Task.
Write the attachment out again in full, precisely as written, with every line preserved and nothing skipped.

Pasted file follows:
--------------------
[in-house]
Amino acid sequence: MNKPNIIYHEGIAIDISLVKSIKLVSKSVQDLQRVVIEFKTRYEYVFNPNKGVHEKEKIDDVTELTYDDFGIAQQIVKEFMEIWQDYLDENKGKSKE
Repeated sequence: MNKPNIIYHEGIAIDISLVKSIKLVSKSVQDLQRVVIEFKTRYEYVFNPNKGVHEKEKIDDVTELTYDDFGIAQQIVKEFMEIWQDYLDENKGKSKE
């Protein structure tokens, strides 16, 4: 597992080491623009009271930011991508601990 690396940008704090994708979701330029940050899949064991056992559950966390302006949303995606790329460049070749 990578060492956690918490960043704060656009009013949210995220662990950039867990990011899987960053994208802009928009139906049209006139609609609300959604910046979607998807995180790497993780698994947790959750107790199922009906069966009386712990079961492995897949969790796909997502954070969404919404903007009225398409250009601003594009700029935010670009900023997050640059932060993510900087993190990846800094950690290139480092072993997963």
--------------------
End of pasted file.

[in-house]
Amino acid sequence: MNKPNIIYHEGIAIDISLVKSIKLVSKSVQDLQRVVIEFKTRYEYVFNPNKGVHEKEKIDDVTELTYDDFGIAQQIVKEFMEIWQDYLDENKGKSKE
Repeated sequence: MNKPNIIYHEGIAIDISLVKSIKLVSKSVQDLQRVVIEFKTRYEYVFNPNKGVHEKEKIDDVTELTYDDFGIAQQIVKEFMEIWQDYLDENKGKSKE
């Protein structure tokens, strides 16, 4: 597992080491623009009271930011991508601990 690396940008704090994708979701330029940050899949064991056992559950966390302006949303995606790329460049070749 990578060492956690918490960043704060656009009013949210995220662990950039867990990011899987960053994208802009928009139906049209006139609609609300959604910046979607998807995180790497993780698994947790959750107790199922009906069966009386712990079961492995897949969790796909997502954070969404919404903007009225398409250009601003594009700029935010670009900023997050640059932060993510900087993190990846800094950690290139480092072993997963």